Memorandum by the Economic Adviser (Feis)
Mr. Muniz, who is serving as special assistant to the Brazilian Ambassador in connection with the commercial agreement negotiations, came in to see me yesterday in order to discuss informally various topics connected with commercial negotiations.
First of all he asked for information in connection with the reported deal for the sale of American cotton to Germany.31 He said that this transaction was of certain interest to the Brazilian Government because as we knew they had been in discussion with the German Government, and had deferred any agreement pending the outcome of our discussions with them. If we were going to enter into such an agreement it naturally would have an effect on their action.
I told him that I was not informed as to the standing of the particular proposal, and since the matter seemed to bear so directly on all of our proposals to Brazil, I thought it advisable that he talk directly to Mr. Sayre. The talk was therefore continued in Mr. Sayre’s Office, Mr. Grady joining it.
Mr. Sayre stated that while a proposal had been formulated and was under discussion between groups in the two countries it had not yet been agreed upon or put into effect. He added that for Mr. Muniz’s own information, this proposal had not originated in the Department, and it was not the type of trade arrangement which seemed to the [Page 569] Department to fit into its trade policy; but he could not say at the present moment whether it would or would not be effectuated.
Mr. Muniz explained that it seemed to him the same type of transaction the Brazilian Government was being pressed to enter into by various European countries. The talk broadened from this matter to the general questions of policy formulated in the drafts presented by us to the Brazilian Government of a commercial agreement (especially with regard to the exchange control provision of the agreement) and the joint declaration of policy which it was proposed to issue after the signature of the agreement. Mr. Muniz implied that such a transaction as this one dealing with cotton would seem to contradict the leading idea in the proposed joint declaration. It was admitted by us that this was the case, and the thought was expressed that there might have to be a few actions in the opposite direction from the policy which might still be maintained as a main principle.
Mr. Muniz then continued to reiterate, though always with courteous regret, that it seemed to him that the policy that would be embodied in the joint declaration would make it very difficult if not impossible for Brazil to maintain its trade with Europe, and that what would seem to suit Brazil best was an arrangement that would protect American interests fully and still permit Brazil to maintain its European markets. Mr. Sayre and Mr. Grady both admitted a certain difficulty and risk for Brazil in entering upon the policy represented by the joint declaration. They pointed out, however, and Mr. Muniz understood, that the declaration represented an attempt to check the spread of the European policy of clearing and compensation agreements, and to give a lead to the world in the opposite direction; if a certain amount of risk of loss of trade with Europe was involved, the two countries would have to be prepared to run the risk and make a determined effort to modify world trends which, if it succeeded, would serve the commerce of both countries better than the present trade. Since Mr. Muniz continued to return to the problems presented to Brazil it was suggested that the most useful thing that could be done at this stage would be if those problems could be presented concretely, country by country, so that both parties could really weigh them and see if some solution to them could not be found compatible with the general principle embodied in the joint declaration. It was agreed that Mr. Muniz and Mr. Grady should meet the following day to run over these problems case by case.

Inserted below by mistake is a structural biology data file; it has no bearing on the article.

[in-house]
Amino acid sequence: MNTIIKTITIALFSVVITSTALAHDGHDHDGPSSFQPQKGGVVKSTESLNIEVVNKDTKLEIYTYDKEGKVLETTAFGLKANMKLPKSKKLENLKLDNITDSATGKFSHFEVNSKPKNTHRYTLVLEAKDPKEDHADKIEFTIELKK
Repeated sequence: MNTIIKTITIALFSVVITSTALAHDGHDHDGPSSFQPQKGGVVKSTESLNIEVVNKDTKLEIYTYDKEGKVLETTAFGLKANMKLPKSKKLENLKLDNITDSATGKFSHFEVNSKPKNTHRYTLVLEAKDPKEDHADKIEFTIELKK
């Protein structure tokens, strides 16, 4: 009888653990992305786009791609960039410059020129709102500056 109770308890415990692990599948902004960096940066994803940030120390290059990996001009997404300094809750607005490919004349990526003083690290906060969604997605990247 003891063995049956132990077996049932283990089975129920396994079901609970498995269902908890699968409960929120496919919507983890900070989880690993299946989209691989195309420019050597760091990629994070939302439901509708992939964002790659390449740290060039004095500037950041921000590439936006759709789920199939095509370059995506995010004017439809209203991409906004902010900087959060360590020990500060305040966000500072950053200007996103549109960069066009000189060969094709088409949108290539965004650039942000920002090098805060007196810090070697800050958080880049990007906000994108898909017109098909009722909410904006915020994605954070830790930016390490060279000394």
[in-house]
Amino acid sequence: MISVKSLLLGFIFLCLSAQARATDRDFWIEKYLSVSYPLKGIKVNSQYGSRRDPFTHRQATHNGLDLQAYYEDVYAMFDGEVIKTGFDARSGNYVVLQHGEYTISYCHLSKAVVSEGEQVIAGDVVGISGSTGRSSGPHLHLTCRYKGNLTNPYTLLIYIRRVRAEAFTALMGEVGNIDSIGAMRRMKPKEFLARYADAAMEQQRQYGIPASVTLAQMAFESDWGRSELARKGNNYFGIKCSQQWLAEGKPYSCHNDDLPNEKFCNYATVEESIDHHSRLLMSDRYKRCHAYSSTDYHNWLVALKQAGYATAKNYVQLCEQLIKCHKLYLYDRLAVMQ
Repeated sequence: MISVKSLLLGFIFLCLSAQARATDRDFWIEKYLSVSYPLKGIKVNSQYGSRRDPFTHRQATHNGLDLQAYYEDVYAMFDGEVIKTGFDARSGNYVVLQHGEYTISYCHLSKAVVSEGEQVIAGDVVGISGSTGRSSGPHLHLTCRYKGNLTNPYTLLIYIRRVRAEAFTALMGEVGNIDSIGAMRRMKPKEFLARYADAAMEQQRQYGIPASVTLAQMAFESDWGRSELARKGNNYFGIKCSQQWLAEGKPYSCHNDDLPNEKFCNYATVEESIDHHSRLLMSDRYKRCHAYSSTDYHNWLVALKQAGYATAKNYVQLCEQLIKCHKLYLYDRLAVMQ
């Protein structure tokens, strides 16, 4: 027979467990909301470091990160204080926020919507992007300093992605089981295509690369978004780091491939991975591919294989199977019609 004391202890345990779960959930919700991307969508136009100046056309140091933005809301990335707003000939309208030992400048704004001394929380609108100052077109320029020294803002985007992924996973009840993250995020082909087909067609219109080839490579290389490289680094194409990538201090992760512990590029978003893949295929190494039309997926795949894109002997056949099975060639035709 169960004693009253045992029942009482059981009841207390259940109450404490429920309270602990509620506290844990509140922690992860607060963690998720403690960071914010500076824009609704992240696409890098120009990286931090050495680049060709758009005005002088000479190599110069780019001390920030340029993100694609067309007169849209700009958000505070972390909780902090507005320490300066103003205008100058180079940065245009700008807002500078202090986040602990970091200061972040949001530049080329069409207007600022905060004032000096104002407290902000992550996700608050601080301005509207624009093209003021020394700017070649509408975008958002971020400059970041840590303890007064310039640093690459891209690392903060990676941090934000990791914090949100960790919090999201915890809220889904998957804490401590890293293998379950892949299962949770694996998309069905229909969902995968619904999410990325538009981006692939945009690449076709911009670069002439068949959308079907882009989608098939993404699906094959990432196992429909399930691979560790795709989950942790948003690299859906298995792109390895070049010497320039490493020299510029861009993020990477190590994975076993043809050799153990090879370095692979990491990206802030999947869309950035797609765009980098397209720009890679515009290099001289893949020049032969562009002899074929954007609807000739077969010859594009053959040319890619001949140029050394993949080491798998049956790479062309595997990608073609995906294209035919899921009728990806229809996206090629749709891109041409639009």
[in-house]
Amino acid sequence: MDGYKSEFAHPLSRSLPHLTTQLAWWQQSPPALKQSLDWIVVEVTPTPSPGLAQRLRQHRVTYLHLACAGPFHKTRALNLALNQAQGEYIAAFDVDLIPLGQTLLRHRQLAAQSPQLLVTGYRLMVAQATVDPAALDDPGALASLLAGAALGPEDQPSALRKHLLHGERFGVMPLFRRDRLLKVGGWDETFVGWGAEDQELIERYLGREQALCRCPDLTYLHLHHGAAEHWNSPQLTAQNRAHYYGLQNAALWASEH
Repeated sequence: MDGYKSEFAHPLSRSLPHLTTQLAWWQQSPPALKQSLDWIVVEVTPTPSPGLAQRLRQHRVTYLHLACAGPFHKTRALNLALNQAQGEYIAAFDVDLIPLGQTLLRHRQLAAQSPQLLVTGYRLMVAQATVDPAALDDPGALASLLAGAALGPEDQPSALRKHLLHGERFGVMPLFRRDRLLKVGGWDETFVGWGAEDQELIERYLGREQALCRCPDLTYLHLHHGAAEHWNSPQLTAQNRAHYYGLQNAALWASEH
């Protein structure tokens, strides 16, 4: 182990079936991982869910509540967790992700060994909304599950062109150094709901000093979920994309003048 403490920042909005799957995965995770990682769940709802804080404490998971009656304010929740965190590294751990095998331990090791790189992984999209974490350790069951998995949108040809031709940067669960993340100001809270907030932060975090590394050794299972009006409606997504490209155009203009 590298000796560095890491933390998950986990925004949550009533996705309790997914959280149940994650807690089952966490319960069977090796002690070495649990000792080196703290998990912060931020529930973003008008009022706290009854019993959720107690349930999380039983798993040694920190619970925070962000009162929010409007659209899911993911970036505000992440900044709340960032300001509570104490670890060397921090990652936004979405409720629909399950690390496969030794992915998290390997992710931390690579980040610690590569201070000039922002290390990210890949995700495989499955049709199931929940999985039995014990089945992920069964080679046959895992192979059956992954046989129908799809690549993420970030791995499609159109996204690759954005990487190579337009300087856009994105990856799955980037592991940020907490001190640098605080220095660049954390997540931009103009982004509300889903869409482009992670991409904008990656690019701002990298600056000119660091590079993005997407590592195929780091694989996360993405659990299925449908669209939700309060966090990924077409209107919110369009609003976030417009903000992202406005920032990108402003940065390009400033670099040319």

The conversation naturally also touched upon the provisional decree issued by the Brazilian Government, to be effective beginning December 10,32 in accordance with which Brazil would assign the proceeds of coffee sales to each country in rough percentage to the extent [Page 570] that they were created by sales in each country. From his remarks I received the impression that certainly one purpose that had moved the Brazilian Government was to bring pressure on those countries, particularly Great Britain, who sold Brazil much more than they bought from Brazil. Resistance was anticipated by Great Britain and this fact was confirmed by cables received from George Gordon in Rio this morning.33
Mr. Muniz is apparently trying to form judgments on all aspects of the situation for the purpose of advising his Government what response to make to our proposals.